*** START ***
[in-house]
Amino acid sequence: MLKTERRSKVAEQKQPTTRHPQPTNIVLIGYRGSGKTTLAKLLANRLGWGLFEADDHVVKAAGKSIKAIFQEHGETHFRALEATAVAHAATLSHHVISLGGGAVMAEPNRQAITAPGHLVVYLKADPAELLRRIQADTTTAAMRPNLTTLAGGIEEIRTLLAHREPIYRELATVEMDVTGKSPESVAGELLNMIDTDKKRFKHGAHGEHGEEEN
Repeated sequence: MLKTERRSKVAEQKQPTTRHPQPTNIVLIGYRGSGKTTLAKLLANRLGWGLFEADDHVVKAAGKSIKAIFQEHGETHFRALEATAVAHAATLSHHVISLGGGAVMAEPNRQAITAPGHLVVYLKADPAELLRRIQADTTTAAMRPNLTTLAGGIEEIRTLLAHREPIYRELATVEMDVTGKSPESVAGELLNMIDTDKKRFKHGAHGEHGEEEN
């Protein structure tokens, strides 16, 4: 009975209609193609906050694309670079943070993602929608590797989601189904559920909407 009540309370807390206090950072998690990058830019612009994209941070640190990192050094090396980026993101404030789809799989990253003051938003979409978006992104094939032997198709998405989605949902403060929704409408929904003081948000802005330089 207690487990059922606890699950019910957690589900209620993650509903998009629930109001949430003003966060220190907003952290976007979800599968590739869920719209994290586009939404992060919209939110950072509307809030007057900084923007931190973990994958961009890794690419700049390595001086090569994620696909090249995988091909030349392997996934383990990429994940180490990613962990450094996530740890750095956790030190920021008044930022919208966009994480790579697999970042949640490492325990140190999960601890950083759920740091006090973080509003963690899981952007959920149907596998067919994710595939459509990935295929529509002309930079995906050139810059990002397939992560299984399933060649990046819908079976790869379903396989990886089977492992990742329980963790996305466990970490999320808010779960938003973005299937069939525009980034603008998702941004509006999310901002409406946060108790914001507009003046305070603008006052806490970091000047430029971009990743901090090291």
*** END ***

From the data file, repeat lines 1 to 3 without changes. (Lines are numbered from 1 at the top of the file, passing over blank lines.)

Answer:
[in-house]
Amino acid sequence: MLKTERRSKVAEQKQPTTRHPQPTNIVLIGYRGSGKTTLAKLLANRLGWGLFEADDHVVKAAGKSIKAIFQEHGETHFRALEATAVAHAATLSHHVISLGGGAVMAEPNRQAITAPGHLVVYLKADPAELLRRIQADTTTAAMRPNLTTLAGGIEEIRTLLAHREPIYRELATVEMDVTGKSPESVAGELLNMIDTDKKRFKHGAHGEHGEEEN
Repeated sequence: MLKTERRSKVAEQKQPTTRHPQPTNIVLIGYRGSGKTTLAKLLANRLGWGLFEADDHVVKAAGKSIKAIFQEHGETHFRALEATAVAHAATLSHHVISLGGGAVMAEPNRQAITAPGHLVVYLKADPAELLRRIQADTTTAAMRPNLTTLAGGIEEIRTLLAHREPIYRELATVEMDVTGKSPESVAGELLNMIDTDKKRFKHGAHGEHGEEEN